[Politech] More on what happens to your Web-based email after you die [priv]

From: Declan McCullagh (declan@private)
Date: Thu Jan 06 2005 - 21:26:44 PST

-------- Original Message --------
Subject: Re: [Politech] Peter Swire on a felled soldier and Yahoo's 
privacypolicy [priv]
Date: Thu, 23 Dec 2004 00:42:07 -0500
From: James Maule <maule@private>
To: <declan@private>

There's another interesting, and confusing twist to Peter Swire's 
analysis. Courts have long held under princicples of public policy, that 
a decedent cannot direct the destruction of property after death. Thus, 
even though one can light a proverbial cigar with a proverbial rolled up 
$20 bill, one cannot order one's cash burned after death. Nor, according 
to several cases, can one order the razing of one's home (even if one 
could do so during lifetime), and this is an issue aside from permits 
and environmental concerns.

The classic hypothetical of the love letters that the decedent orders 
burned puts on the twist by positing that the love letters have value. 
In fact, the more secrets, the deeper the secrets, the more widespread 
those impacted or interested in the secrets, the higher the value of the 
love letters. Thus, for celebrities the issue reaches a peak because 
generally their letters would have higher value. For many of the rest of 
us, the value is lower. For some folks, the value could be so low as to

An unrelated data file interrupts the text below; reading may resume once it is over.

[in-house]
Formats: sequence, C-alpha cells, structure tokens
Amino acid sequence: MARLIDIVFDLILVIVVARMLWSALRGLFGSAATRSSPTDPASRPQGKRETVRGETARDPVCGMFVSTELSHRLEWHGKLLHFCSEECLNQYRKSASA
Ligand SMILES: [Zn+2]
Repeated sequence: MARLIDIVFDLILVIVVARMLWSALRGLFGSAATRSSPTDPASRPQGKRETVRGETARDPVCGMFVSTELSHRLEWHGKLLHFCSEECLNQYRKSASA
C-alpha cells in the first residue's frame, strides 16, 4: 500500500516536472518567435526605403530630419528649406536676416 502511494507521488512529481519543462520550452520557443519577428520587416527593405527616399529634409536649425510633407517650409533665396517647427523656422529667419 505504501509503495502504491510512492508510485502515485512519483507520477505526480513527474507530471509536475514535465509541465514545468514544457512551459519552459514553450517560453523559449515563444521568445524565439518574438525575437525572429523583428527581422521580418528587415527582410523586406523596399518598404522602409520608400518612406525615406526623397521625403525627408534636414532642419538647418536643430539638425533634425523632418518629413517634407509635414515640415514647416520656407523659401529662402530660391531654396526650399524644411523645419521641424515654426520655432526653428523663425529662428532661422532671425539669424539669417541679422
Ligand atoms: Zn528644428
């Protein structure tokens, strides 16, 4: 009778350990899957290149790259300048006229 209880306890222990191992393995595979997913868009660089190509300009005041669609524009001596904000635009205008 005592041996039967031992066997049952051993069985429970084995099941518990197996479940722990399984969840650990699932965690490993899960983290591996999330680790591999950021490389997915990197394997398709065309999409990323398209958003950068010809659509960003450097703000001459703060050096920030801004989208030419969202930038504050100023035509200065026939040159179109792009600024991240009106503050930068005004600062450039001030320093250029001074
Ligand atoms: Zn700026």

be negligible, making destruction of the letters less likely to fall 
afoul of the "no destruction of valuable property after death" public 
policy doctrine.

How do privacy rights affect these mattes? Well, a will isn't private, 
and hence the advise to use a trust. So a direction in a will to destroy 
love letters (or love emails) would alert the public that they exist, 
whereas a direction to a trustee to whom the letters are bequeathed 
would be private, at least as among the parties or until the matter is 
made public through litigation.

There is a huge issue here for estate planners. I get my students very 
disturbed when I ask them to think about a possible premature death and 
the contents of their laptops and email accounts. A hush settles over 
the room, broken by sighs and groans.

Jim Maule
Villanova University School of Law

-------- Original Message --------
Subject: RE: [Politech] Peter Swire on a felled soldier and Yahoo's 
privacypolicy [priv]
Date: Thu, 23 Dec 2004 23:06:18 -0800
From: Ray Everett-Church <ray@private>
To: 'Declan McCullagh' <declan@private>,        'Peter Swire' 

FWIW, that was the same point I made in my conversation with the
almost-as-swanky CNET News.com. ;)
_3-5500057.html) The article didn't quite capture the deeper point I was 
or my suggestion, for example, that a probate court might order the 
emails be
considered part of the estate to be released to the executors (who might or
might not be his parents). Meanwhile, while I agree that the privacy 
policy must
be adhered to, Yahoo's slavish citation of the policy as irretrievably 
their hands was needlessly callous. Yes, following a consistent policy 
is very
important, but have a policy that has flexibility for such difficult